MC: Yeah, I mean…
Maybe I’m wrong.
MC: No, no, it’s a great question. One of my contrarian beliefs is actually the opposite. To me, it’s sort of weird that the default is: you know, VCs really want to seek founders that have known each other for ten years and worked together before… To me, this is a little bit like a medieval arranged marriage, like you have to marry someone in your village. Wouldn’t it be better to expand the pool and find some sort of optimal way to decide on the right person? To me, it almost feels like in the same way that, at the start of the online dating phenomena, if you met your partner through an online dating service you kinda pretended as you met them at a bar because it was less embarrassing… but today, everyone meets someone online. I met my wife in college so I don’t fit that model. But everyone meets someone online today.
In a way, it seems so crazy to trust it to chance to meet at a bar when you could do really great filtering on an app. I feel we’ll eventually get there on co-founders. I would argue that all the forces that are meant to be positive that people have relied on for a long time, are also potential negatives.
Yeah, it’s true you feel guilty for breaking up with someone you’ve known for a long time. But you also probably can flip that entirely and say you've probably stayed together for too long. Of course, if you’re like Patrick and John Collison (editor’s note: co-founders of Stripe), that’s awesome. But if I had started a company with my brother, it would be a much higher bar for me to say you know what, this is not the opportunity that maximises our potential outcomes so let’s stop.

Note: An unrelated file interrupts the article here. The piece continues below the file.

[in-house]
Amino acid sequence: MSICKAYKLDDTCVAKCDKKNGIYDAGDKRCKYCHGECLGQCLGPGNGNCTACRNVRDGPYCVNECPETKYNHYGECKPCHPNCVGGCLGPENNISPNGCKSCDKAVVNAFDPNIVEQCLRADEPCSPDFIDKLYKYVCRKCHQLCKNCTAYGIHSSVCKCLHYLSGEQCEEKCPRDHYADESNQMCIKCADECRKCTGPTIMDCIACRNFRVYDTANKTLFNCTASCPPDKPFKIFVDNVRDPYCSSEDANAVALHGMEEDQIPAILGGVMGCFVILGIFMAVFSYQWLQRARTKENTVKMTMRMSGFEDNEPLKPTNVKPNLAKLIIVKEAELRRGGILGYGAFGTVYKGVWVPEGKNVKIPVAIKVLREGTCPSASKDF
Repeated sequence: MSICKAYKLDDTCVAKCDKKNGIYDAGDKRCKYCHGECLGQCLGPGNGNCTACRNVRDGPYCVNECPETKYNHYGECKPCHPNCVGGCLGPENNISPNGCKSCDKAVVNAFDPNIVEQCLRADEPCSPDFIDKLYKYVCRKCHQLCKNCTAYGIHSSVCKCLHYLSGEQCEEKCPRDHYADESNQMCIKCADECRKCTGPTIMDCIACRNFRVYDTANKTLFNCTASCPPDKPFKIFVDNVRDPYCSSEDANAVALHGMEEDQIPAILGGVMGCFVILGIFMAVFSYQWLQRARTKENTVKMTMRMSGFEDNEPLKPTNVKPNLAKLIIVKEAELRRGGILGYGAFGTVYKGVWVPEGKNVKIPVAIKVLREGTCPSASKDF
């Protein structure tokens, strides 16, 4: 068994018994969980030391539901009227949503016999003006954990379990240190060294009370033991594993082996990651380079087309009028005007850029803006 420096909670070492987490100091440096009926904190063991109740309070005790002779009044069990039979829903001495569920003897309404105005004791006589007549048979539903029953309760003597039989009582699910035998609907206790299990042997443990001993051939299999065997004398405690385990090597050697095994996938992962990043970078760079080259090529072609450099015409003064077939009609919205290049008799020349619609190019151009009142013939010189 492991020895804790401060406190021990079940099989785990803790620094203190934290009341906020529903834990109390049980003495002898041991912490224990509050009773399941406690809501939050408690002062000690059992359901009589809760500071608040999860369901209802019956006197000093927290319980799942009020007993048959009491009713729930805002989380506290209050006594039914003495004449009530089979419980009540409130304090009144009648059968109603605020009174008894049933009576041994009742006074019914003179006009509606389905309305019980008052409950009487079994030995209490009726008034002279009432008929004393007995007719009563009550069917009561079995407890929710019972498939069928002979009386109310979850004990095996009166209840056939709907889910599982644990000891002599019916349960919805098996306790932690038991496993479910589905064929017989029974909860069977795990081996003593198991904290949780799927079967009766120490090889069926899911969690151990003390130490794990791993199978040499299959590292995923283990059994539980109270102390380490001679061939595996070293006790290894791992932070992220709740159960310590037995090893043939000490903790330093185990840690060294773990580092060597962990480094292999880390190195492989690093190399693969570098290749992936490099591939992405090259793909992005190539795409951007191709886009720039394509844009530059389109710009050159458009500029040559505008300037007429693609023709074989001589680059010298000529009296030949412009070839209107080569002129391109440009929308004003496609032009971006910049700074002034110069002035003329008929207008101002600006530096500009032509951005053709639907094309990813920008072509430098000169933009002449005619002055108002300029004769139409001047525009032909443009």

Whereas, obviously at EF you get to say that multiple times. Now, I think the interesting question is when does that stop being a benefit and become a cost? One of the reasons that we put a lot of, I don’t wanna say pressure, but we really try and test the relationships early, our goal is that if you get to Demo Day, you’re gonna be really robust. If you came through the baptism of fire that is EF, it is very, very unlikely that you’ll break up after this point.
I think that the data supports that that is true. It is quite hard to gather data on something like this. But I was the other day at an event hosted by a Limited Partner that funded many, many GPs from across Europe and I was speaking about talent investment. I asked people, informally, to raise their hand if your level of founder break-up in your portfolio is above various thresholds. I wanna say that the average was well north of 20%. So, well north of 20% of people see deals lose a co-founder before Series-A. And I think that number at EF for seed funded companies is way below 10%.
I think the reason is that you would have already done it when we were like ‘you should break up, you should break up.’ Actually, some times starting with a friend doesn’t give you the opportunity to say: this is actually the wrong thing.